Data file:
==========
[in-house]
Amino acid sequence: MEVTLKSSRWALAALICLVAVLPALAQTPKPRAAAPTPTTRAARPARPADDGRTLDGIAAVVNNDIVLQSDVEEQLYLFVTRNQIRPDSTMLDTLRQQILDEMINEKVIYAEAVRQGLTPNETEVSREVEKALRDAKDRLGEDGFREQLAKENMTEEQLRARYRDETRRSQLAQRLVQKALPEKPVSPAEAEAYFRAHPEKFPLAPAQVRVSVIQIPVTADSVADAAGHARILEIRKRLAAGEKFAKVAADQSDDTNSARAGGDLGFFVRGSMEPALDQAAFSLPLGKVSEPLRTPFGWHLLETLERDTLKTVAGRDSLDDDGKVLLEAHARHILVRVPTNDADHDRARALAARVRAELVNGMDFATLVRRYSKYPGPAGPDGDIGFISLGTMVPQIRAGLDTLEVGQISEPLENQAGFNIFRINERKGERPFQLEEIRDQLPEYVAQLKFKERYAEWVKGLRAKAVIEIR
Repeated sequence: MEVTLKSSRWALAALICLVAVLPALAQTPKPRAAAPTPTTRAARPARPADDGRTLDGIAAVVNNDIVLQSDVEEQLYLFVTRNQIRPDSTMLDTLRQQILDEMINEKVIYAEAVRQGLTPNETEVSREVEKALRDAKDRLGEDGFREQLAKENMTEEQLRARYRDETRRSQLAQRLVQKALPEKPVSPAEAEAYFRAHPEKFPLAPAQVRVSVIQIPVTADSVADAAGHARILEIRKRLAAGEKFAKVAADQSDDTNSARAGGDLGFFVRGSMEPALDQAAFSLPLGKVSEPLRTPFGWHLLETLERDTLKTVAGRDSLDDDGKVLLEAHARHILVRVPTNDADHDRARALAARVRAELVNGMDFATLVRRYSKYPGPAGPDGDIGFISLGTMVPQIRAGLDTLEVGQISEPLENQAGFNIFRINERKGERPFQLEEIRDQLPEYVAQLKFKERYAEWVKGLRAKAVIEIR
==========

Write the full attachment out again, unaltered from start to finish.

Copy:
[in-house]
Amino acid sequence: MEVTLKSSRWALAALICLVAVLPALAQTPKPRAAAPTPTTRAARPARPADDGRTLDGIAAVVNNDIVLQSDVEEQLYLFVTRNQIRPDSTMLDTLRQQILDEMINEKVIYAEAVRQGLTPNETEVSREVEKALRDAKDRLGEDGFREQLAKENMTEEQLRARYRDETRRSQLAQRLVQKALPEKPVSPAEAEAYFRAHPEKFPLAPAQVRVSVIQIPVTADSVADAAGHARILEIRKRLAAGEKFAKVAADQSDDTNSARAGGDLGFFVRGSMEPALDQAAFSLPLGKVSEPLRTPFGWHLLETLERDTLKTVAGRDSLDDDGKVLLEAHARHILVRVPTNDADHDRARALAARVRAELVNGMDFATLVRRYSKYPGPAGPDGDIGFISLGTMVPQIRAGLDTLEVGQISEPLENQAGFNIFRINERKGERPFQLEEIRDQLPEYVAQLKFKERYAEWVKGLRAKAVIEIR
Repeated sequence: MEVTLKSSRWALAALICLVAVLPALAQTPKPRAAAPTPTTRAARPARPADDGRTLDGIAAVVNNDIVLQSDVEEQLYLFVTRNQIRPDSTMLDTLRQQILDEMINEKVIYAEAVRQGLTPNETEVSREVEKALRDAKDRLGEDGFREQLAKENMTEEQLRARYRDETRRSQLAQRLVQKALPEKPVSPAEAEAYFRAHPEKFPLAPAQVRVSVIQIPVTADSVADAAGHARILEIRKRLAAGEKFAKVAADQSDDTNSARAGGDLGFFVRGSMEPALDQAAFSLPLGKVSEPLRTPFGWHLLETLERDTLKTVAGRDSLDDDGKVLLEAHARHILVRVPTNDADHDRARALAARVRAELVNGMDFATLVRRYSKYPGPAGPDGDIGFISLGTMVPQIRAGLDTLEVGQISEPLENQAGFNIFRINERKGERPFQLEEIRDQLPEYVAQLKFKERYAEWVKGLRAKAVIEIR